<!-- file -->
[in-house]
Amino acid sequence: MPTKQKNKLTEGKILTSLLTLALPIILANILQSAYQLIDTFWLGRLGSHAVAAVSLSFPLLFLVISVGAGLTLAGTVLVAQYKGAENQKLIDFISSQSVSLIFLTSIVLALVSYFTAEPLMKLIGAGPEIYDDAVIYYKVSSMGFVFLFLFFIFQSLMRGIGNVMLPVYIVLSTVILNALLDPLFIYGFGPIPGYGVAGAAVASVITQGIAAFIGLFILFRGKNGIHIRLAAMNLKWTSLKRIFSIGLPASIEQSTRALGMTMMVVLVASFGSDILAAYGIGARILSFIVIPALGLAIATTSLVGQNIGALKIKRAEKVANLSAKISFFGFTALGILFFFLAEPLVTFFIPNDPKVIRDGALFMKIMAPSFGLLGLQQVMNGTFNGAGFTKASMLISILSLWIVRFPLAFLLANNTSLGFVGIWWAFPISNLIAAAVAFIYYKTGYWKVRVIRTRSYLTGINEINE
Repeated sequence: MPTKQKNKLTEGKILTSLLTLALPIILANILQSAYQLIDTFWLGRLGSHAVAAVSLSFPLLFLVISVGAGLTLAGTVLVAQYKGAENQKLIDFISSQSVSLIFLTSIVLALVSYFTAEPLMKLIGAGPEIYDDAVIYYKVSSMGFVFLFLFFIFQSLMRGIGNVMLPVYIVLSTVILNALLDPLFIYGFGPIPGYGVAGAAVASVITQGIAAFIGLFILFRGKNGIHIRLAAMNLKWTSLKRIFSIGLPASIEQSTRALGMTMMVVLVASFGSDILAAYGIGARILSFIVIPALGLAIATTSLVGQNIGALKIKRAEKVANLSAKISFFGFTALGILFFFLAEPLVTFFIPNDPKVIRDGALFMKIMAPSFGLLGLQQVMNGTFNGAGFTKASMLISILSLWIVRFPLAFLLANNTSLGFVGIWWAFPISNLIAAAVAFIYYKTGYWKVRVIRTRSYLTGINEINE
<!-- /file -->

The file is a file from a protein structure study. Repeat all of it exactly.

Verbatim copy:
[in-house]
Amino acid sequence: MPTKQKNKLTEGKILTSLLTLALPIILANILQSAYQLIDTFWLGRLGSHAVAAVSLSFPLLFLVISVGAGLTLAGTVLVAQYKGAENQKLIDFISSQSVSLIFLTSIVLALVSYFTAEPLMKLIGAGPEIYDDAVIYYKVSSMGFVFLFLFFIFQSLMRGIGNVMLPVYIVLSTVILNALLDPLFIYGFGPIPGYGVAGAAVASVITQGIAAFIGLFILFRGKNGIHIRLAAMNLKWTSLKRIFSIGLPASIEQSTRALGMTMMVVLVASFGSDILAAYGIGARILSFIVIPALGLAIATTSLVGQNIGALKIKRAEKVANLSAKISFFGFTALGILFFFLAEPLVTFFIPNDPKVIRDGALFMKIMAPSFGLLGLQQVMNGTFNGAGFTKASMLISILSLWIVRFPLAFLLANNTSLGFVGIWWAFPISNLIAAAVAFIYYKTGYWKVRVIRTRSYLTGINEINE
Repeated sequence: MPTKQKNKLTEGKILTSLLTLALPIILANILQSAYQLIDTFWLGRLGSHAVAAVSLSFPLLFLVISVGAGLTLAGTVLVAQYKGAENQKLIDFISSQSVSLIFLTSIVLALVSYFTAEPLMKLIGAGPEIYDDAVIYYKVSSMGFVFLFLFFIFQSLMRGIGNVMLPVYIVLSTVILNALLDPLFIYGFGPIPGYGVAGAAVASVITQGIAAFIGLFILFRGKNGIHIRLAAMNLKWTSLKRIFSIGLPASIEQSTRALGMTMMVVLVASFGSDILAAYGIGARILSFIVIPALGLAIATTSLVGQNIGALKIKRAEKVANLSAKISFFGFTALGILFFFLAEPLVTFFIPNDPKVIRDGALFMKIMAPSFGLLGLQQVMNGTFNGAGFTKASMLISILSLWIVRFPLAFLLANNTSLGFVGIWWAFPISNLIAAAVAFIYYKTGYWKVRVIRTRSYLTGINEINE